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Coach's Column with Namrita O'Dea

Posted by: Shannon Boffeli |May 25, 2010 10:34 PM

This week our question goes to Namrita O'Dea. A licensed dietitian and member of the Topeak/Ergon racing team. O'Dea helps riders fine tune their bodies for maximum performance through her business 55 Nine Performance Nutrition.

Question: Do you recommend carbo loading before races and if so what is the protocol? Are their differences when carbo loading for XC vs. Ultra-Endurance vs. Multi day races?

It is well known that the time to exhaustion is directly related to the initial amount of glycogen stores in the muscle.  For any race lasting an hour or more, carbohydrate-loading is recommended.  However, the suggested method may not be what you typically think of when you think of "carbo loading”.  Traditional carbohydrate-loading involved depletion of carbohydrate stores through training and high protein/fat diet 7 to 3 days out, followed by a very high carbohydrate diet (~90%) and no training for the 3 days leading up to the event.

However, more recent research shows that the depletion phase is not necessary and can also be counter productive to performing your best on race day.  Instead, a moderate 50% carbohydrate diet transitioning to a higher 70% carbohydrate diet increases glycogen stores just as well.  Regardless of the type of race, XC vs. ultra-endurance, you will want to follow a similar fueling plan in the days prior to the event.  As for a multi-day race, it will also be important to refuel with carbohydrates after each stage in order to start fresh the following day.  In 1983, Sherman devised the following modified plan for carbohydrate loading:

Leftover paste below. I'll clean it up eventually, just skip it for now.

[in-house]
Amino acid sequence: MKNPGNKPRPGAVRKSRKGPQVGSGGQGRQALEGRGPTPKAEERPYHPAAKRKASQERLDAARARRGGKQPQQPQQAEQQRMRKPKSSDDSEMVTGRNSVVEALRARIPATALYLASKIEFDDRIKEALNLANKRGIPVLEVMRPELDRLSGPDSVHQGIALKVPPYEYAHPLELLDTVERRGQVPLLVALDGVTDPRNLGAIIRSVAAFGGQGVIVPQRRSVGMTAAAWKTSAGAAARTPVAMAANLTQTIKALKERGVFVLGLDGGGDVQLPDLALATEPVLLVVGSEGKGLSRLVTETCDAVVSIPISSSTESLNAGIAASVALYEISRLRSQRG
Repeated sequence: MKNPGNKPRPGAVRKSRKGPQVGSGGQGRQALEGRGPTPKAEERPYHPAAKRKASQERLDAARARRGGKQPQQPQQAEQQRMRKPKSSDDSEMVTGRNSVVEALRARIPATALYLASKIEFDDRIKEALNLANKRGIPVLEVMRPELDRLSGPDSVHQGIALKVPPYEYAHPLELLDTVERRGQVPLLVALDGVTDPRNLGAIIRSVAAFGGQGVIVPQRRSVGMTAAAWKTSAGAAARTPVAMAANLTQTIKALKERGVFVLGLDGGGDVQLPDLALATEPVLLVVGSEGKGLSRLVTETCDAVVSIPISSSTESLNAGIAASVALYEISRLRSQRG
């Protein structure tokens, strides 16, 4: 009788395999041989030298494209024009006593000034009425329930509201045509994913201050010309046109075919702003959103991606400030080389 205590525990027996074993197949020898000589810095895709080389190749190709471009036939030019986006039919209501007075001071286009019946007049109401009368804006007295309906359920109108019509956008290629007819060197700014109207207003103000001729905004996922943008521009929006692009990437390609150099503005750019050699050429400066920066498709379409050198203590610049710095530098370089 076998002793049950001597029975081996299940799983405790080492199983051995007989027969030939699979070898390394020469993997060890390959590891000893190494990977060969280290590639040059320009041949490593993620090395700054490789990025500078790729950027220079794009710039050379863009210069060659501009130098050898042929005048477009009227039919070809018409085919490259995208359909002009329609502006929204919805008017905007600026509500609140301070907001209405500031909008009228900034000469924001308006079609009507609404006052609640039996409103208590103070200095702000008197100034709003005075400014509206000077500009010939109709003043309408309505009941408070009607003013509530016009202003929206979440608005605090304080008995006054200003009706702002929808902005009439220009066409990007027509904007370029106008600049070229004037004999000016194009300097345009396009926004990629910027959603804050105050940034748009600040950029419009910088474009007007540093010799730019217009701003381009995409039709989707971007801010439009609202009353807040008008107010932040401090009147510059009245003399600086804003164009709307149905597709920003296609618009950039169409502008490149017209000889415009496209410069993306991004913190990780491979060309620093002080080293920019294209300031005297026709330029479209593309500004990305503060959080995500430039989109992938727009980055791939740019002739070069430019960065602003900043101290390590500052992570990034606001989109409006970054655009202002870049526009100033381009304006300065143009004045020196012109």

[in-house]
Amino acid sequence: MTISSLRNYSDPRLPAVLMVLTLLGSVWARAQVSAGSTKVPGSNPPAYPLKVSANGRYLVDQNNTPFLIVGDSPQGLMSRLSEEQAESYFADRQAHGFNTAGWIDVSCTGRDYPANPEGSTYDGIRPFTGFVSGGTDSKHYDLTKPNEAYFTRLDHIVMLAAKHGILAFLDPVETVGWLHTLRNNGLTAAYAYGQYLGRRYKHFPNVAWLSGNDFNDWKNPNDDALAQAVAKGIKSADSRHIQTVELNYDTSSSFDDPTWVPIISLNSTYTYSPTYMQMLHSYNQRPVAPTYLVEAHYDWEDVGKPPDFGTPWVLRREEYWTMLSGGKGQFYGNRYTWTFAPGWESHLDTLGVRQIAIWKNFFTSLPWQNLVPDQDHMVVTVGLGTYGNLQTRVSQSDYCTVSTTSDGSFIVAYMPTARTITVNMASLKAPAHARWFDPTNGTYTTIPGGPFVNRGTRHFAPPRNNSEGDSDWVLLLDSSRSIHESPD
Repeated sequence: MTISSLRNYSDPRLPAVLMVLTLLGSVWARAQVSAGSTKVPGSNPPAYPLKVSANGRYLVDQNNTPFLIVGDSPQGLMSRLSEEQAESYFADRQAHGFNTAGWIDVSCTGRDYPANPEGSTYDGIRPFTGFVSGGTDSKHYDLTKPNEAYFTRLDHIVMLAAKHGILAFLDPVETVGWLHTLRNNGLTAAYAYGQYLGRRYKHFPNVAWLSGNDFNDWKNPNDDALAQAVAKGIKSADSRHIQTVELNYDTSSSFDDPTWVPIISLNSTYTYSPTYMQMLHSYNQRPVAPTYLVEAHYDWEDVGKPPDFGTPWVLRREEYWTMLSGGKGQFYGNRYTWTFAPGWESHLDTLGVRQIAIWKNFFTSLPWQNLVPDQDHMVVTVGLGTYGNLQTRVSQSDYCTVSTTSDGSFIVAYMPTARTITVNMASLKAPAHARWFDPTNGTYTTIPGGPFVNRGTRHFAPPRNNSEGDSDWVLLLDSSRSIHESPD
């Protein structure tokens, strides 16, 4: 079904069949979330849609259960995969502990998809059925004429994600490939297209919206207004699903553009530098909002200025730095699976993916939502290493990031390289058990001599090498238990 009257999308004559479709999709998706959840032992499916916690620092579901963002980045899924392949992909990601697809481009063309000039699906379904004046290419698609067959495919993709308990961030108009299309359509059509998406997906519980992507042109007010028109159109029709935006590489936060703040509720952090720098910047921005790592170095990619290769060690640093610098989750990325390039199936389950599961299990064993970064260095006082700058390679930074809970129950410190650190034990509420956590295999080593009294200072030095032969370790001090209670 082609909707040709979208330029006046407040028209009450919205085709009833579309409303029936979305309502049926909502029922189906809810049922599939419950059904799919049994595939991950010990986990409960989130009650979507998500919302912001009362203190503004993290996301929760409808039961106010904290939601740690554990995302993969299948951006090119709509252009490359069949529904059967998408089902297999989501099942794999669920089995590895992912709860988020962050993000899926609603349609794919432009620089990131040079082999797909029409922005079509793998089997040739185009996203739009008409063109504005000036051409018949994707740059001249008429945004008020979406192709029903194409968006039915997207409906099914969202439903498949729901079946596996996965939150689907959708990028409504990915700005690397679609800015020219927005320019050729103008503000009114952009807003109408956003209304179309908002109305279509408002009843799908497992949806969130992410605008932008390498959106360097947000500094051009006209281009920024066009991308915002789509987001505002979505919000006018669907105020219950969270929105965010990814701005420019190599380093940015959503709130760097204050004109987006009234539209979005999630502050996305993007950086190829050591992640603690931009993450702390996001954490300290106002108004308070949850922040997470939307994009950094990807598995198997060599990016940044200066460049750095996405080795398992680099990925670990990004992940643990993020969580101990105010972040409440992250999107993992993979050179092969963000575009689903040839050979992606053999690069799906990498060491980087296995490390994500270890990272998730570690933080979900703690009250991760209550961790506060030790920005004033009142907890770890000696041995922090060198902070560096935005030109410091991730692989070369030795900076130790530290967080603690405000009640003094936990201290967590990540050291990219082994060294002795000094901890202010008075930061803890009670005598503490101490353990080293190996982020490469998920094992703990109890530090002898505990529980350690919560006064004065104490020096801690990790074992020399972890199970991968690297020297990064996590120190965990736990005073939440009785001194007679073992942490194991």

7 to 3 days prior to race day:

- 50% of total calories from carbohydrate, or 350 grams

- Begin tapering in training hours

3 days to 1 day out   

- 70% of total calories from carbohydrate, or 500-600 grams

- Continue tapering in training hours

Obviously, there is more to this for multi-day racing.  You would still want to taper and carbohydrate load in the days prior to the start of the event.  In addition, after each stage you would aim for close to 8 to 10 grams of carbohydrate per kilogram of your body weight.  The best way to do this is using a recovery drink immediately after completing the stage and then taking in carbohydrates with small amounts of protein every 2 hours for the next 6 hours. 

 

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